How Will Last Week’s Supreme Court Decision in Star Athletica v. Varsity Brands Affect the Sports Apparel Industry?March 2017 – NYSBA The Entertainment, Arts and Sports Law Blog
In my latest New York State Bar Association Entertainment, Arts and Sports Law blog post, I analyzed the Supreme Court’s holding that “an artistic feature of a design of a useful article” – in this case cheerleader uniforms – “is eligible for copyright protection if the feature (1) can be perceived as a two- or three-dimensional work of art separate from the useful article, and (2) would qualify as a protectable pictorial, graphic, or sculptural work either on its own or in some other medium if imagined separately form the useful article.”
This reinforces what the sports apparel industry has always known in terms of copyright protection for original designs imprinted on apparel.
While U.S. law does not protect apparel designs themselves (i.e., the cut, contour and shape of a garment) because they are deemed utilitarian or functional – which remains a hotly contested issue pitting couture fashion designers against consumer advocates – original imprints and other design elements that can be “separated” from a garment and stand alone have been protected by copyright for many years. Indeed, we see scores of copyright infringement cases filed annually by plaintiffs owning registered fabric designs that are used on garments.
The real question is whether the Supreme Court’s broad view of design separability may embolden apparel and fabric plaintiffs to bring more suits over small geometric shapes or designs incorporated into a garment. The Copyright Office’s Compendium specifies that common patterns such as chevrons and checkerboards, and representational symbols such as diamonds and stars, are non-copyrightable. Nevertheless, what can be registered is an original combination of such familiar symbols or designs, or a design incorporating them with other elements, as were the designs in the Varsity Brands case.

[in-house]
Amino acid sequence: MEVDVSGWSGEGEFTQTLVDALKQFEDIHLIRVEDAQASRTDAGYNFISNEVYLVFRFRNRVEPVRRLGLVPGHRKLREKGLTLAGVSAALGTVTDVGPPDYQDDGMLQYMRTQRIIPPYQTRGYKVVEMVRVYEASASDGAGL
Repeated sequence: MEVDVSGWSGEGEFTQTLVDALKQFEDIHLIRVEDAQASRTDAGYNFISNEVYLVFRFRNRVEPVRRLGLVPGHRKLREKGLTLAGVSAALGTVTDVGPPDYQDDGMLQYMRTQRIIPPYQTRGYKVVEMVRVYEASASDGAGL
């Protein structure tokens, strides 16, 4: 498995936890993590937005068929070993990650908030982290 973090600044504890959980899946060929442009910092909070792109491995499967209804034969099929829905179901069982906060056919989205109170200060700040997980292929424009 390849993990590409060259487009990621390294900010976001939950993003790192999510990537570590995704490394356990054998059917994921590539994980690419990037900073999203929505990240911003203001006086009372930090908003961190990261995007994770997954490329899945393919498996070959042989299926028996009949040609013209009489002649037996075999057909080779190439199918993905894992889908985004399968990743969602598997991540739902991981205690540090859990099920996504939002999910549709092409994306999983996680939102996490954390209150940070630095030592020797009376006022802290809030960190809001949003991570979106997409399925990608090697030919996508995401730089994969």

Because a Certificate of Copyright Registration is still necessary in order to sue for infringement in the U.S., the Copyright Office serves as a bulwark against unwarranted registrations in this area. But as the Office also tends to take a broad view of the minimal originality and creativity required for copyright protection, we may start seeing more lower court fights over the copyrightability and “separateness” of imprinted or applied apparel design elements.
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© 2017 Herrick, Feinstein LLP. This article is provided by Herrick, Feinstein LLP to keep its clients and other interested parties informed of current legal developments that may affect or otherwise be of interest to them. The information is not intended as legal advice or legal opinion and should not be construed as such.